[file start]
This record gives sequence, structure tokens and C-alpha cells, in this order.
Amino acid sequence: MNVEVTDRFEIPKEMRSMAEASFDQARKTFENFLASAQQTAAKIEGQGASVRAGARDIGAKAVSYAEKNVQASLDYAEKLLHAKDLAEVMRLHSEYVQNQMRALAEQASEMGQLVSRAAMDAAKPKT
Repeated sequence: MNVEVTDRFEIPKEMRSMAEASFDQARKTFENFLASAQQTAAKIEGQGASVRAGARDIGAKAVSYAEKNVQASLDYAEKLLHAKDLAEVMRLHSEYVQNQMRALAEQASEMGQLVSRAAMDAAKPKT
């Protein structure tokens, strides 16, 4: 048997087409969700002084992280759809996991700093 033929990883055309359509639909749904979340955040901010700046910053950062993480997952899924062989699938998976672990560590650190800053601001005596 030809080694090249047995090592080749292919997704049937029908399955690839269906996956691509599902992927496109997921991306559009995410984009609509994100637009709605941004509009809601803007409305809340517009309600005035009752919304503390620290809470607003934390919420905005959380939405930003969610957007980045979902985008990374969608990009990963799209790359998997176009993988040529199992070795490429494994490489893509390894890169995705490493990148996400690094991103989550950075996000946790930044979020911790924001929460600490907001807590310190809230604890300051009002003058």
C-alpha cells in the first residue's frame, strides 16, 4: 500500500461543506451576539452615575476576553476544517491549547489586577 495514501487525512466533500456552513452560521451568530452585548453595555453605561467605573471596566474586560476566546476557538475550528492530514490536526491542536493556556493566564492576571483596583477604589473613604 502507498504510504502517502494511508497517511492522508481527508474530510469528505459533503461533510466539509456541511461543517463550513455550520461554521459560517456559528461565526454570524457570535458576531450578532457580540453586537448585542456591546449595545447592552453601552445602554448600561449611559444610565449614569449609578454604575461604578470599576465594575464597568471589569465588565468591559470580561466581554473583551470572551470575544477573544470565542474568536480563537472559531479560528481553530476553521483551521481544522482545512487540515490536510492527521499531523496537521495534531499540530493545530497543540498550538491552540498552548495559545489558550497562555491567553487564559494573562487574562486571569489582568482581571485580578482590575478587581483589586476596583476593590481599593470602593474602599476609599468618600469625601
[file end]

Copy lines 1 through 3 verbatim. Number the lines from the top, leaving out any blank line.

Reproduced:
This record gives sequence, structure tokens and C-alpha cells, in this order.
Amino acid sequence: MNVEVTDRFEIPKEMRSMAEASFDQARKTFENFLASAQQTAAKIEGQGASVRAGARDIGAKAVSYAEKNVQASLDYAEKLLHAKDLAEVMRLHSEYVQNQMRALAEQASEMGQLVSRAAMDAAKPKT
Repeated sequence: MNVEVTDRFEIPKEMRSMAEASFDQARKTFENFLASAQQTAAKIEGQGASVRAGARDIGAKAVSYAEKNVQASLDYAEKLLHAKDLAEVMRLHSEYVQNQMRALAEQASEMGQLVSRAAMDAAKPKT